But that’s the point of experimenting, right?  To see what works for you.  My failed experiment proved to me that coffee is king and that I will continue to pump my body full of it no matter whether I’m racing, training, or just sitting on the couch. 

So what’s your take, coffee, no coffee during race week?

Wednesday, May 28, 2014

Things I learned during Knoxville

It's been a little over a week since Knoxville and the championship race, and I can honestly say that I learned a lot during that race.  Even though the race was extremely difficult for me and I didn't have a good showing, I'm glad I did it.  I think the experience of racing in Knoxville will truly benefit me in both the coming months, as well as the next year or so. Below are just some of the things that I learned both during the race, as well the weeks leading up to it and immediately afterwards

1 -Decide how important certain races are and stick with it:
  We all know that as athletes we should pick "A", "B", "C" races and so on.  But sticking to how you categorized each race often gets lost throughout the year.  I know I typically think my A race is the next race up, but it can't be like that for every time.  In my mind, C races are for training through the race and practicing things, B races are for finalizing everything and making sure your prep is done for your A race, and your A race is the most important race of the year.  In the case of Knoxville, I knew it was a B race for me, but also hindered on being an A race.  The problem with this was I really couldn't decide.  I knew it was important, but in my mind I didn't know much. I wanted it to be more important than it actually was, but I just couldn't get up for an A race that early in the year.  So in my case, I really should have used Knoxville as an important race, but not base everything around it.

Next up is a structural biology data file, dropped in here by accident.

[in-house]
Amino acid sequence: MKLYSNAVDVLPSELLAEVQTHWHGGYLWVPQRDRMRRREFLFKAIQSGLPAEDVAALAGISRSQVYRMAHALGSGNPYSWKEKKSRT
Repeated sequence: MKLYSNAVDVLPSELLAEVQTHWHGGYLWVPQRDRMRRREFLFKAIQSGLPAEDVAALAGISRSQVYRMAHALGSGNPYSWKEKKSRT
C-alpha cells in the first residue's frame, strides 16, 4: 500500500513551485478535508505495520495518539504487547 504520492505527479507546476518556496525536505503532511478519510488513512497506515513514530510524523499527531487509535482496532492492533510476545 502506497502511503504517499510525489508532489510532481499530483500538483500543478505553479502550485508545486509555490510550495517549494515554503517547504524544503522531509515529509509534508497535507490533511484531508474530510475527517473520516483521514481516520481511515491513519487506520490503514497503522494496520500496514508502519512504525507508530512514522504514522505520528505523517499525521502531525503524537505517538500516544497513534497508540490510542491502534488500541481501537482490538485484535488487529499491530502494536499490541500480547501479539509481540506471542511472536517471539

2 - Training with Power isn't just hitting Watts, it's how you hit those Watts:
  This is probably the biggest thing I learned while suffering on the bike.  This course was hilly.  As in, really hilly.  Typically the hills are my strength since I can fly up them.  Not this year though.  The reason being was my training.  When doing my trainer workouts, I was so focused on hitting my Power Zones that I didn't realize there are different ways to do it.  I was focusing on increasing my cadence more which increased my power.  However, this course required me to decrease my cadence and really focus on "pushing up the hill".  I didn't really do low cadence work simulating the climbing that this course had.  I just assumed I would be in such a high spin going up the hills so that is how I trained.  I was too focused on hitting my wattages that I didn't really think of how I should hit my wattages.  Knowing this, I'm going to focus a lot in the coming weeks on sheer force and building strength in my legs instead of achieving a high cadence rate.  This will definitely help me in the coming races, even on relatively flat courses since I will be able to have more force through every pedal stroke

3 - I suck at swimming.  Like really really suck:
  I knew I was never a good swimmer, but going against some of the competition there, I got my butt handed to me.  I really need to improve my swimming for future races.  I know I don't enjoy the training that it takes to do that, but I can at least tweak my training. Early in the season I was doing a lot of swim interval training and I knew I was getting faster, but at some point I stopped doing it.  I would go to the pool and just do laps.  What I was learning to do was swim at a slow pace for a longer period of time.  So I picked up the interval training in the past week and hopefully that will help me in the future.  I know I can push the pace in the race, I just don't for some reason.  Either way, that needs to changed quickly